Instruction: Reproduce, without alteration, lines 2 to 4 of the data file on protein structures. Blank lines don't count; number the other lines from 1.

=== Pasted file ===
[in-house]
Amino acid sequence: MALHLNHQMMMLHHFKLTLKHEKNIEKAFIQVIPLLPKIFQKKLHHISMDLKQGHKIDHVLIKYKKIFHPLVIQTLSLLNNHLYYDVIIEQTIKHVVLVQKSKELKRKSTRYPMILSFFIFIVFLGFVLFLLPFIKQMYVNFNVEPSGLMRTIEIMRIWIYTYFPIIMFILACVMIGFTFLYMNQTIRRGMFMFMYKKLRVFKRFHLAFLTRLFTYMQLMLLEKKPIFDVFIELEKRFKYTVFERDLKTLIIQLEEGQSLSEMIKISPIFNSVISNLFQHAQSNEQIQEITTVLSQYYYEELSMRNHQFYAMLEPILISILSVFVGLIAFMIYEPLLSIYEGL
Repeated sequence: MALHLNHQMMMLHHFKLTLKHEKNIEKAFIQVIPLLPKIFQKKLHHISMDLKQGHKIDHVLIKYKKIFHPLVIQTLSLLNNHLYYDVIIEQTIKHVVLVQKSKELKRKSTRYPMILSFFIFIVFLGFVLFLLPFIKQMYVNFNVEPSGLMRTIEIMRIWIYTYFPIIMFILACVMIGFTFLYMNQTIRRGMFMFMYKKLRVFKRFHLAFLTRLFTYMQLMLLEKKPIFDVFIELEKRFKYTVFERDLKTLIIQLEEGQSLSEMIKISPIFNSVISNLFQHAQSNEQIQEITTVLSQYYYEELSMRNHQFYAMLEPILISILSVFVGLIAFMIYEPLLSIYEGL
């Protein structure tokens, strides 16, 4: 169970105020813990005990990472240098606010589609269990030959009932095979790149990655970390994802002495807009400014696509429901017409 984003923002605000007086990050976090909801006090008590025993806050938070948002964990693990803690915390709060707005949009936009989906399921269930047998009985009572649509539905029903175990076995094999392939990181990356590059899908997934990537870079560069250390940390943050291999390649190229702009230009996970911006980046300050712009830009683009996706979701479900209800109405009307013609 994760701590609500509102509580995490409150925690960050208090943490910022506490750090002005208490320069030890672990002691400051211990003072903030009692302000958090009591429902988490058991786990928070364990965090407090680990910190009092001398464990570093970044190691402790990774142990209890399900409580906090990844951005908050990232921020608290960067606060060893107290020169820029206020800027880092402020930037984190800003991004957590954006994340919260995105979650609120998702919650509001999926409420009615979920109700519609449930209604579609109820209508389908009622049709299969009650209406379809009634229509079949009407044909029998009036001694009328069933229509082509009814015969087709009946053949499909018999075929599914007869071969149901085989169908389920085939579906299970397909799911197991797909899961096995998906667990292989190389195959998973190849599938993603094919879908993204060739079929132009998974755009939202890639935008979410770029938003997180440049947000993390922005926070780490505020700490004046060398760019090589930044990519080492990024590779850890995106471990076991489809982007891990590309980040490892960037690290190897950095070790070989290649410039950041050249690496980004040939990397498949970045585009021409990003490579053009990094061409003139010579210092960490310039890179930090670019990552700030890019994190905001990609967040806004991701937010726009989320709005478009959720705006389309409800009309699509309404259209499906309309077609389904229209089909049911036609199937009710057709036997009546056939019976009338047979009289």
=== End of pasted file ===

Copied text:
Amino acid sequence: MALHLNHQMMMLHHFKLTLKHEKNIEKAFIQVIPLLPKIFQKKLHHISMDLKQGHKIDHVLIKYKKIFHPLVIQTLSLLNNHLYYDVIIEQTIKHVVLVQKSKELKRKSTRYPMILSFFIFIVFLGFVLFLLPFIKQMYVNFNVEPSGLMRTIEIMRIWIYTYFPIIMFILACVMIGFTFLYMNQTIRRGMFMFMYKKLRVFKRFHLAFLTRLFTYMQLMLLEKKPIFDVFIELEKRFKYTVFERDLKTLIIQLEEGQSLSEMIKISPIFNSVISNLFQHAQSNEQIQEITTVLSQYYYEELSMRNHQFYAMLEPILISILSVFVGLIAFMIYEPLLSIYEGL
Repeated sequence: MALHLNHQMMMLHHFKLTLKHEKNIEKAFIQVIPLLPKIFQKKLHHISMDLKQGHKIDHVLIKYKKIFHPLVIQTLSLLNNHLYYDVIIEQTIKHVVLVQKSKELKRKSTRYPMILSFFIFIVFLGFVLFLLPFIKQMYVNFNVEPSGLMRTIEIMRIWIYTYFPIIMFILACVMIGFTFLYMNQTIRRGMFMFMYKKLRVFKRFHLAFLTRLFTYMQLMLLEKKPIFDVFIELEKRFKYTVFERDLKTLIIQLEEGQSLSEMIKISPIFNSVISNLFQHAQSNEQIQEITTVLSQYYYEELSMRNHQFYAMLEPILISILSVFVGLIAFMIYEPLLSIYEGL
């Protein structure tokens, strides 16, 4: 169970105020813990005990990472240098606010589609269990030959009932095979790149990655970390994802002495807009400014696509429901017409 984003923002605000007086990050976090909801006090008590025993806050938070948002964990693990803690915390709060707005949009936009989906399921269930047998009985009572649509539905029903175990076995094999392939990181990356590059899908997934990537870079560069250390940390943050291999390649190229702009230009996970911006980046300050712009830009683009996706979701479900209800109405009307013609 994760701590609500509102509580995490409150925690960050208090943490910022506490750090002005208490320069030890672990002691400051211990003072903030009692302000958090009591429902988490058991786990928070364990965090407090680990910190009092001398464990570093970044190691402790990774142990209890399900409580906090990844951005908050990232921020608290960067606060060893107290020169820029206020800027880092402020930037984190800003991004957590954006994340919260995105979650609120998702919650509001999926409420009615979920109700519609449930209604579609109820209508389908009622049709299969009650209406379809009634229509079949009407044909029998009036001694009328069933229509082509009814015969087709009946053949499909018999075929599914007869071969149901085989169908389920085939579906299970397909799911197991797909899961096995998906667990292989190389195959998973190849599938993603094919879908993204060739079929132009998974755009939202890639935008979410770029938003997180440049947000993390922005926070780490505020700490004046060398760019090589930044990519080492990024590779850890995106471990076991489809982007891990590309980040490892960037690290190897950095070790070989290649410039950041050249690496980004040939990397498949970045585009021409990003490579053009990094061409003139010579210092960490310039890179930090670019990552700030890019994190905001990609967040806004991701937010726009989320709005478009959720705006389309409800009309699509309404259209499906309309077609389904229209089909049911036609199937009710057709036997009546056939019976009338047979009289």